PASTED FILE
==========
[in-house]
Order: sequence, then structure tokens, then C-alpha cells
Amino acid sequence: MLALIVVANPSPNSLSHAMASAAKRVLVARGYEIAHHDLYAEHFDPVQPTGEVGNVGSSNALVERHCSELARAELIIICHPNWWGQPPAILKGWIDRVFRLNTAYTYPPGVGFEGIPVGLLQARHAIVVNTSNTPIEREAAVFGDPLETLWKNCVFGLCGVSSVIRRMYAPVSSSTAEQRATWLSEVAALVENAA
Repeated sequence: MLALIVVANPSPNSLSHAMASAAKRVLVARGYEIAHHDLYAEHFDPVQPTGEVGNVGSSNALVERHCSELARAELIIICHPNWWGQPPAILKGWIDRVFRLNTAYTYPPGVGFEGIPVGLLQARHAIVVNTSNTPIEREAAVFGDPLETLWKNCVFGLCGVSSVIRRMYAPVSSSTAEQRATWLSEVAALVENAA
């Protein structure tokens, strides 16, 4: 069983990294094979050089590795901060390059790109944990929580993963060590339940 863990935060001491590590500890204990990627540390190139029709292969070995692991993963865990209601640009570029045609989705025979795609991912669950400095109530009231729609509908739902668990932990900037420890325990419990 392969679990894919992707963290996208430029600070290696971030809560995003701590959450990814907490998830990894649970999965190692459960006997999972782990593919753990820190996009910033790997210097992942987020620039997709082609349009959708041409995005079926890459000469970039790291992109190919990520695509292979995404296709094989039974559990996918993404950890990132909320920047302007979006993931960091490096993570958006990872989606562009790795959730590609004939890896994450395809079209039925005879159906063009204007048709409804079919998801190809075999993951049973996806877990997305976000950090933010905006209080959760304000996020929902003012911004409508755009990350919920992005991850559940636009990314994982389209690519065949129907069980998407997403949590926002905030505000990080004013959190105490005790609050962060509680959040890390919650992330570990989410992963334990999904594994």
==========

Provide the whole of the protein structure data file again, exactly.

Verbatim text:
[in-house]
Order: sequence, then structure tokens, then C-alpha cells
Amino acid sequence: MLALIVVANPSPNSLSHAMASAAKRVLVARGYEIAHHDLYAEHFDPVQPTGEVGNVGSSNALVERHCSELARAELIIICHPNWWGQPPAILKGWIDRVFRLNTAYTYPPGVGFEGIPVGLLQARHAIVVNTSNTPIEREAAVFGDPLETLWKNCVFGLCGVSSVIRRMYAPVSSSTAEQRATWLSEVAALVENAA
Repeated sequence: MLALIVVANPSPNSLSHAMASAAKRVLVARGYEIAHHDLYAEHFDPVQPTGEVGNVGSSNALVERHCSELARAELIIICHPNWWGQPPAILKGWIDRVFRLNTAYTYPPGVGFEGIPVGLLQARHAIVVNTSNTPIEREAAVFGDPLETLWKNCVFGLCGVSSVIRRMYAPVSSSTAEQRATWLSEVAALVENAA
């Protein structure tokens, strides 16, 4: 069983990294094979050089590795901060390059790109944990929580993963060590339940 863990935060001491590590500890204990990627540390190139029709292969070995692991993963865990209601640009570029045609989705025979795609991912669950400095109530009231729609509908739902668990932990900037420890325990419990 392969679990894919992707963290996208430029600070290696971030809560995003701590959450990814907490998830990894649970999965190692459960006997999972782990593919753990820190996009910033790997210097992942987020620039997709082609349009959708041409995005079926890459000469970039790291992109190919990520695509292979995404296709094989039974559990996918993404950890990132909320920047302007979006993931960091490096993570958006990872989606562009790795959730590609004939890896994450395809079209039925005879159906063009204007048709409804079919998801190809075999993951049973996806877990997305976000950090933010905006209080959760304000996020929902003012911004409508755009990350919920992005991850559940636009990314994982389209690519065949129907069980998407997403949590926002905030505000990080004013959190105490005790609050962060509680959040890390919650992330570990989410992963334990999904594994």